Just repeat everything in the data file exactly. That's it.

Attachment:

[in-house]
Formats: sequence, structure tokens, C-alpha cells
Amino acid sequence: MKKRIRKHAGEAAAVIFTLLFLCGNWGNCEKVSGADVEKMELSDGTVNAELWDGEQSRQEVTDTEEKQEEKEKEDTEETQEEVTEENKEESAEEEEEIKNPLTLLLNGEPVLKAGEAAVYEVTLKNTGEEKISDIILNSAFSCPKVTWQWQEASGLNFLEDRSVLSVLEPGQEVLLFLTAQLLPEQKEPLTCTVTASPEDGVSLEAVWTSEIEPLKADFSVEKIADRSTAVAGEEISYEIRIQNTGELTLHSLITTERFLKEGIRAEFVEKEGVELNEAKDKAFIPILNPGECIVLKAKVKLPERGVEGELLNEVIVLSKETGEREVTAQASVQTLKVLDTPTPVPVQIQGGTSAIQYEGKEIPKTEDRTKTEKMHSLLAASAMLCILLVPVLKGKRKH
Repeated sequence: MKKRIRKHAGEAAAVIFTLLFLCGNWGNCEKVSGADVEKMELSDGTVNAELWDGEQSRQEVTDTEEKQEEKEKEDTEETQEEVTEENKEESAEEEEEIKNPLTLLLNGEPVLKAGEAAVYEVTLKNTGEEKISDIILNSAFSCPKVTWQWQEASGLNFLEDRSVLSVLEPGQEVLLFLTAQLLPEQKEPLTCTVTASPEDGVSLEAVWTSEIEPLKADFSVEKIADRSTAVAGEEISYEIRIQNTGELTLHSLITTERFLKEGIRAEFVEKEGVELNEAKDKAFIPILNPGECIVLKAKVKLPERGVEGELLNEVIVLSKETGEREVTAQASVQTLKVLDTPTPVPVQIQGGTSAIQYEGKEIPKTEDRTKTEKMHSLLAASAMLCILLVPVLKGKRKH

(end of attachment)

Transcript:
[in-house]
Formats: sequence, structure tokens, C-alpha cells
Amino acid sequence: MKKRIRKHAGEAAAVIFTLLFLCGNWGNCEKVSGADVEKMELSDGTVNAELWDGEQSRQEVTDTEEKQEEKEKEDTEETQEEVTEENKEESAEEEEEIKNPLTLLLNGEPVLKAGEAAVYEVTLKNTGEEKISDIILNSAFSCPKVTWQWQEASGLNFLEDRSVLSVLEPGQEVLLFLTAQLLPEQKEPLTCTVTASPEDGVSLEAVWTSEIEPLKADFSVEKIADRSTAVAGEEISYEIRIQNTGELTLHSLITTERFLKEGIRAEFVEKEGVELNEAKDKAFIPILNPGECIVLKAKVKLPERGVEGELLNEVIVLSKETGEREVTAQASVQTLKVLDTPTPVPVQIQGGTSAIQYEGKEIPKTEDRTKTEKMHSLLAASAMLCILLVPVLKGKRKH
Repeated sequence: MKKRIRKHAGEAAAVIFTLLFLCGNWGNCEKVSGADVEKMELSDGTVNAELWDGEQSRQEVTDTEEKQEEKEKEDTEETQEEVTEENKEESAEEEEEIKNPLTLLLNGEPVLKAGEAAVYEVTLKNTGEEKISDIILNSAFSCPKVTWQWQEASGLNFLEDRSVLSVLEPGQEVLLFLTAQLLPEQKEPLTCTVTASPEDGVSLEAVWTSEIEPLKADFSVEKIADRSTAVAGEEISYEIRIQNTGELTLHSLITTERFLKEGIRAEFVEKEGVELNEAKDKAFIPILNPGECIVLKAKVKLPERGVEGELLNEVIVLSKETGEREVTAQASVQTLKVLDTPTPVPVQIQGGTSAIQYEGKEIPKTEDRTKTEKMHSLLAASAMLCILLVPVLKGKRKH